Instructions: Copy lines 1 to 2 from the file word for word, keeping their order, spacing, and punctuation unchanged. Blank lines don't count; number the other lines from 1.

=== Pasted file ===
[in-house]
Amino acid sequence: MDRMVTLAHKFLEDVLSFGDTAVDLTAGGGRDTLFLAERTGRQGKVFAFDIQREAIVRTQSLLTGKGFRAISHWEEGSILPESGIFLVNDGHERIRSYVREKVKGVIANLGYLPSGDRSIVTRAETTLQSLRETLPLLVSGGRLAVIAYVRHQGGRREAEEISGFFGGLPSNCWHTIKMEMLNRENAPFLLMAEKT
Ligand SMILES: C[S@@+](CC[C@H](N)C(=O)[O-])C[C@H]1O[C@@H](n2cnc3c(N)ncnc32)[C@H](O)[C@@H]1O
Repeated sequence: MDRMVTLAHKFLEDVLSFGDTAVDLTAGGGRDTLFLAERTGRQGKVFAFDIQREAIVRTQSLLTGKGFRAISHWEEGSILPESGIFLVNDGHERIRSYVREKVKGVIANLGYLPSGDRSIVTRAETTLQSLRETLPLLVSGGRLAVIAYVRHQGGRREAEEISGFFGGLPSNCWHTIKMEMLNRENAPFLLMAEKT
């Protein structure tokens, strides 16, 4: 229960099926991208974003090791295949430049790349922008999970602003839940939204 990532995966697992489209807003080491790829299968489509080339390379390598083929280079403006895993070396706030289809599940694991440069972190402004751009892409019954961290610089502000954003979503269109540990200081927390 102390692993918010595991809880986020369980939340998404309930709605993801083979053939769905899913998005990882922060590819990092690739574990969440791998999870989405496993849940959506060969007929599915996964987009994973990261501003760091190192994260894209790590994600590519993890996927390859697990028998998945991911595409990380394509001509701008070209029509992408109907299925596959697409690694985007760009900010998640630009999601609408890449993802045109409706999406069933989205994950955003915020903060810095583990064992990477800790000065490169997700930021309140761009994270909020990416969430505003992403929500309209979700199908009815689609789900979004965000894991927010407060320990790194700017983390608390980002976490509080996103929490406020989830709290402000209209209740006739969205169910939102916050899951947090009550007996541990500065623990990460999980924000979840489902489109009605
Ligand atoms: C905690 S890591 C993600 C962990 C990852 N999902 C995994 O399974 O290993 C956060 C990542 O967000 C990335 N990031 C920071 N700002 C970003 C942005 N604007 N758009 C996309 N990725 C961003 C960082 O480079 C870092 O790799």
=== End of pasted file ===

[in-house]
Amino acid sequence: MDRMVTLAHKFLEDVLSFGDTAVDLTAGGGRDTLFLAERTGRQGKVFAFDIQREAIVRTQSLLTGKGFRAISHWEEGSILPESGIFLVNDGHERIRSYVREKVKGVIANLGYLPSGDRSIVTRAETTLQSLRETLPLLVSGGRLAVIAYVRHQGGRREAEEISGFFGGLPSNCWHTIKMEMLNRENAPFLLMAEKT